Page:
Bryson described his client as "essentially a carrier pigeon" for wife Casey.  He told the jury that Sandy Parsons had only a 9th grade education, and that he could not read or write very well, and had to rely on Casey to handle the family checking account.

"That was not his role," Bryson added.

In his response, the prosecutor said that Sandy Parsons showed "a level of ignorance that is astounding."

After all of the evidence had been presented, Sandy told WBTV how he thought the case would go. He simply answered, "It's now up to 12 honest people."

The jury had the case for about an  hour and half Friday afternoon before asking to stop for the weekend.

On Thursday, witness testimony capped off a fast paced day in the courtroom of Judge Thomas Schroeder that began with jury selection. The 12 person jury was selected Thursday afternoon and consisted of 6 men and 6 women. There are 2 alternates.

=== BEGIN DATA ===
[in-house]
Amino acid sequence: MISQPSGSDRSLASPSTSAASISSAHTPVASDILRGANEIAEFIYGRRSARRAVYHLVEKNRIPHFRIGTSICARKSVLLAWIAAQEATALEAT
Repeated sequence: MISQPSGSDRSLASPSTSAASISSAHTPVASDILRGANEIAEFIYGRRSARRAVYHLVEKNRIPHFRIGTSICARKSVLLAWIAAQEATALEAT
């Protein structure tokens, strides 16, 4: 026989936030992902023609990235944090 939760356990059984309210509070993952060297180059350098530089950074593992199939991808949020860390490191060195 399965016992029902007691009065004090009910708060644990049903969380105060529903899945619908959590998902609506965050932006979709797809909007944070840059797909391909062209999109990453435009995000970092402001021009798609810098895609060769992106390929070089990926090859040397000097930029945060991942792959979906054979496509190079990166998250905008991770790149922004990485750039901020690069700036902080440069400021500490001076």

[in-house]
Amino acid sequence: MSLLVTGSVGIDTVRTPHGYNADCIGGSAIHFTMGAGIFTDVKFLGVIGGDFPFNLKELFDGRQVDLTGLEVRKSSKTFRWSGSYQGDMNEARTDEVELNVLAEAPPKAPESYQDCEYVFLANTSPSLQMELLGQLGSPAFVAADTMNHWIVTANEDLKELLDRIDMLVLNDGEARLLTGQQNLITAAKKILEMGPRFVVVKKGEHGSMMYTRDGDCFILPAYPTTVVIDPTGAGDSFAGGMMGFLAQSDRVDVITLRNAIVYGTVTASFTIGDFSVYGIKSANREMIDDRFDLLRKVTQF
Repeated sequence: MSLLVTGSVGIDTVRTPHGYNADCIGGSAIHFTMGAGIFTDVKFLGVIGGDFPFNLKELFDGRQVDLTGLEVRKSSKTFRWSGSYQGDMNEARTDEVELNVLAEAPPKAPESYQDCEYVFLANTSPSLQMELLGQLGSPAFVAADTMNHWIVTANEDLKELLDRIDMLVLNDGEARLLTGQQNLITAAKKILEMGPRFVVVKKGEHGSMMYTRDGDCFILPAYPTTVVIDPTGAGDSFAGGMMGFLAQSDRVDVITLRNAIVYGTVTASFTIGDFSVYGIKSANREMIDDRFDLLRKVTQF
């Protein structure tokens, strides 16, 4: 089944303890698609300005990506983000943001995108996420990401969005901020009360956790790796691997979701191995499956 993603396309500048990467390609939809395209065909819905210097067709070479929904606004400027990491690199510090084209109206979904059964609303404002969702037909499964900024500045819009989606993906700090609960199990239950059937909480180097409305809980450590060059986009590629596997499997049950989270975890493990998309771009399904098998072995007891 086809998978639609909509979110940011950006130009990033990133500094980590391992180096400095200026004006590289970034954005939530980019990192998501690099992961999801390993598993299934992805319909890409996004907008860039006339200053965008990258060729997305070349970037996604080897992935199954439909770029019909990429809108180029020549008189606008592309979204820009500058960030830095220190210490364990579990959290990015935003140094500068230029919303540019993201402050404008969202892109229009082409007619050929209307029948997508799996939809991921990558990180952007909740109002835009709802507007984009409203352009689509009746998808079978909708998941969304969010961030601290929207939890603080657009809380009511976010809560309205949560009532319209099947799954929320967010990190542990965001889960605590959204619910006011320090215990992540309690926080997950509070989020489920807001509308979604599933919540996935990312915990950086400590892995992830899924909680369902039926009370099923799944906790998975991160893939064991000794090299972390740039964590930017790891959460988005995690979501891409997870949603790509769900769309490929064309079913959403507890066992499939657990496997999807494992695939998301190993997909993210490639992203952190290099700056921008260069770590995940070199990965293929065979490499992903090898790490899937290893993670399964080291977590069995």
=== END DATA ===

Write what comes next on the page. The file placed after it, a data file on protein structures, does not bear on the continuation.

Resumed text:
The adoptive father of missing Rowan County teen Erica Parsons was one of the first people to walk into the federal courthouse in Winston-Salem on Thursday morning, arriving just minutes before 8:00 am to go on trial for fraud charges.The trial opened at 9:45 with jury selection.  A total of 78 people were called from the state's middle district. Of that 78, only 60 were actually present, prompting Judge Thomas Schroeder to say "I'll deal with those people at a later date."

Several potential jurors were dismissed for various reasons, including poor health and a language barrier.  One potential juror was dismissed after telling the judge he felt the American judicial system was "corrupt."The government prosecutor gave a very brief opening statement simply telling the jury to pay close attention to the evidence, saying that it would consists of many documents and few witnesses.

The attorney for Sandy Parsons reserved his statement and did not speak to the jury until Friday afternoon.

The first witness called in the case was Lisa Thompson of the Cabarrus County Department of Human Services.  Thompson's testimony consisted of her acknowledging a series of documents sent back and forth between Casey and Sandy Parsons and DHS.